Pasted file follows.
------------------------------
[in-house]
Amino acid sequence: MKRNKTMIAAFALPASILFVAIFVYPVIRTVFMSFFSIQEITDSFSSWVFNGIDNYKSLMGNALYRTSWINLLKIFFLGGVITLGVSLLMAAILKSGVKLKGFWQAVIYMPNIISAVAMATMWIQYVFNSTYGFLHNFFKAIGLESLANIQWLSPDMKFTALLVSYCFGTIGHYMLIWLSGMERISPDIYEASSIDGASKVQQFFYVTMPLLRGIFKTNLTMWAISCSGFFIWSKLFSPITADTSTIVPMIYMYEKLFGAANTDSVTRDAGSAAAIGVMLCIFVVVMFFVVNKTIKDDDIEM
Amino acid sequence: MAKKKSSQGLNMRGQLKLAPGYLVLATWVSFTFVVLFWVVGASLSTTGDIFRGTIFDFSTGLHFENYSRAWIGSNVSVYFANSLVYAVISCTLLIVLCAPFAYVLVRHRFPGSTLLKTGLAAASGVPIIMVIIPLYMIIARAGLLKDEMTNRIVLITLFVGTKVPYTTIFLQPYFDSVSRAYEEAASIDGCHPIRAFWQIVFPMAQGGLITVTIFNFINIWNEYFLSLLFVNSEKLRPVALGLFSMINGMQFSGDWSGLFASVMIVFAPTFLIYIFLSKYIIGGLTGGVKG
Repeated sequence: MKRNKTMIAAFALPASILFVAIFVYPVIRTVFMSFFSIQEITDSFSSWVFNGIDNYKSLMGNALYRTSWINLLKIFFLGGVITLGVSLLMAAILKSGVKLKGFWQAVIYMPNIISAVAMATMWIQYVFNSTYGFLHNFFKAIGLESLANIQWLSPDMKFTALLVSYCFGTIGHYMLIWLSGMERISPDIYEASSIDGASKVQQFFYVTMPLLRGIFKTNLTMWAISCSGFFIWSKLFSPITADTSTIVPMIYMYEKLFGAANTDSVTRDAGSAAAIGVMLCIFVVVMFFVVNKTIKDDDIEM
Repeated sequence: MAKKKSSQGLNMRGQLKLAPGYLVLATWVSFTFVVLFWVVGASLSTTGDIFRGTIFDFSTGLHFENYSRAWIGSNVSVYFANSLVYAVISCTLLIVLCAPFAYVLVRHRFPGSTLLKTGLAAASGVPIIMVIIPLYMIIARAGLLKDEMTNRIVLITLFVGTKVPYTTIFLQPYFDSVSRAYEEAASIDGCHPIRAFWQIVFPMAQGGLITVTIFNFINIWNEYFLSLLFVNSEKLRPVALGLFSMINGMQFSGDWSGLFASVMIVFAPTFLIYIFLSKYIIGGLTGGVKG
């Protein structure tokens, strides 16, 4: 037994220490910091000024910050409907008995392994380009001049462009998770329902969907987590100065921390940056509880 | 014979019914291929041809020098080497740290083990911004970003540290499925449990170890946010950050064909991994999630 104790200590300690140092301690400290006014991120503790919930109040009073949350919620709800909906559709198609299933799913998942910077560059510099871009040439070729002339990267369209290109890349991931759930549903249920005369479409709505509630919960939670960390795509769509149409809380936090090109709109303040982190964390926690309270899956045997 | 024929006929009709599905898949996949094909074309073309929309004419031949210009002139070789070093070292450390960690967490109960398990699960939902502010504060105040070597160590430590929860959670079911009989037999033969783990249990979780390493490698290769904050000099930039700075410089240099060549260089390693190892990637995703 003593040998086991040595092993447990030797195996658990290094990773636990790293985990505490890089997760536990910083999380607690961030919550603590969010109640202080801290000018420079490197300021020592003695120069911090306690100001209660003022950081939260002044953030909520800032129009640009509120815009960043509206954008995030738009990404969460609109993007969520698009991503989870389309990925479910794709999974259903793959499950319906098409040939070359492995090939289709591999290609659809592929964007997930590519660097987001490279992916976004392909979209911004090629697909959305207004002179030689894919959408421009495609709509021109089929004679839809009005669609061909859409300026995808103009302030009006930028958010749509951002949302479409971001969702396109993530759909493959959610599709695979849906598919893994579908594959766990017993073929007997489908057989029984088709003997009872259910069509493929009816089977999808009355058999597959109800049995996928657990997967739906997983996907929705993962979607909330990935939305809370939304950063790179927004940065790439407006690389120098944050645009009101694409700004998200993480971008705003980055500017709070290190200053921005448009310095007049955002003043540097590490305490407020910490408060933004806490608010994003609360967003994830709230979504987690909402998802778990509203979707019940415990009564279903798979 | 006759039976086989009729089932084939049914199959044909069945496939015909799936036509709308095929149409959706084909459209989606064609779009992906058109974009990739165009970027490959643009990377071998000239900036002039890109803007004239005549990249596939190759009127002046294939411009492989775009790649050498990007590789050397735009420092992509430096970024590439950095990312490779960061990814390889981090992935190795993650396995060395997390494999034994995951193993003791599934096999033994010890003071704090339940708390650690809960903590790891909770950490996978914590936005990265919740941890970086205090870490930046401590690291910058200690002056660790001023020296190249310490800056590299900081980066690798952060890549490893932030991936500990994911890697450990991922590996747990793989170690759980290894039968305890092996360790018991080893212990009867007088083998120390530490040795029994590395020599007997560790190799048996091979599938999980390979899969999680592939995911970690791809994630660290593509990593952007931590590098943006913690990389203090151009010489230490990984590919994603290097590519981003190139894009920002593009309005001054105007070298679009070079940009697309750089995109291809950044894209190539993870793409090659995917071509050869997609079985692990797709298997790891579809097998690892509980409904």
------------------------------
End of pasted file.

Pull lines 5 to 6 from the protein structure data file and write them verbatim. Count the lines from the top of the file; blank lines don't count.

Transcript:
Repeated sequence: MAKKKSSQGLNMRGQLKLAPGYLVLATWVSFTFVVLFWVVGASLSTTGDIFRGTIFDFSTGLHFENYSRAWIGSNVSVYFANSLVYAVISCTLLIVLCAPFAYVLVRHRFPGSTLLKTGLAAASGVPIIMVIIPLYMIIARAGLLKDEMTNRIVLITLFVGTKVPYTTIFLQPYFDSVSRAYEEAASIDGCHPIRAFWQIVFPMAQGGLITVTIFNFINIWNEYFLSLLFVNSEKLRPVALGLFSMINGMQFSGDWSGLFASVMIVFAPTFLIYIFLSKYIIGGLTGGVKG
């Protein structure tokens, strides 16, 4: 037994220490910091000024910050409907008995392994380009001049462009998770329902969907987590100065921390940056509880 | 014979019914291929041809020098080497740290083990911004970003540290499925449990170890946010950050064909991994999630 104790200590300690140092301690400290006014991120503790919930109040009073949350919620709800909906559709198609299933799913998942910077560059510099871009040439070729002339990267369209290109890349991931759930549903249920005369479409709505509630919960939670960390795509769509149409809380936090090109709109303040982190964390926690309270899956045997 | 024929006929009709599905898949996949094909074309073309929309004419031949210009002139070789070093070292450390960690967490109960398990699960939902502010504060105040070597160590430590929860959670079911009989037999033969783990249990979780390493490698290769904050000099930039700075410089240099060549260089390693190892990637995703 003593040998086991040595092993447990030797195996658990290094990773636990790293985990505490890089997760536990910083999380607690961030919550603590969010109640202080801290000018420079490197300021020592003695120069911090306690100001209660003022950081939260002044953030909520800032129009640009509120815009960043509206954008995030738009990404969460609109993007969520698009991503989870389309990925479910794709999974259903793959499950319906098409040939070359492995090939289709591999290609659809592929964007997930590519660097987001490279992916976004392909979209911004090629697909959305207004002179030689894919959408421009495609709509021109089929004679839809009005669609061909859409300026995808103009302030009006930028958010749509951002949302479409971001969702396109993530759909493959959610599709695979849906598919893994579908594959766990017993073929007997489908057989029984088709003997009872259910069509493929009816089977999808009355058999597959109800049995996928657990997967739906997983996907929705993962979607909330990935939305809370939304950063790179927004940065790439407006690389120098944050645009009101694409700004998200993480971008705003980055500017709070290190200053921005448009310095007049955002003043540097590490305490407020910490408060933004806490608010994003609360967003994830709230979504987690909402998802778990509203979707019940415990009564279903798979 | 006759039976086989009729089932084939049914199959044909069945496939015909799936036509709308095929149409959706084909459209989606064609779009992906058109974009990739165009970027490959643009990377071998000239900036002039890109803007004239005549990249596939190759009127002046294939411009492989775009790649050498990007590789050397735009420092992509430096970024590439950095990312490779960061990814390889981090992935190795993650396995060395997390494999034994995951193993003791599934096999033994010890003071704090339940708390650690809960903590790891909770950490996978914590936005990265919740941890970086205090870490930046401590690291910058200690002056660790001023020296190249310490800056590299900081980066690798952060890549490893932030991936500990994911890697450990991922590996747990793989170690759980290894039968305890092996360790018991080893212990009867007088083998120390530490040795029994590395020599007997560790190799048996091979599938999980390979899969999680592939995911970690791809994630660290593509990593952007931590590098943006913690990389203090151009010489230490990984590919994603290097590519981003190139894009920002593009309005001054105007070298679009070079940009697309750089995109291809950044894209190539993870793409090659995917071509050869997609079985692990797709298997790891579809097998690892509980409904």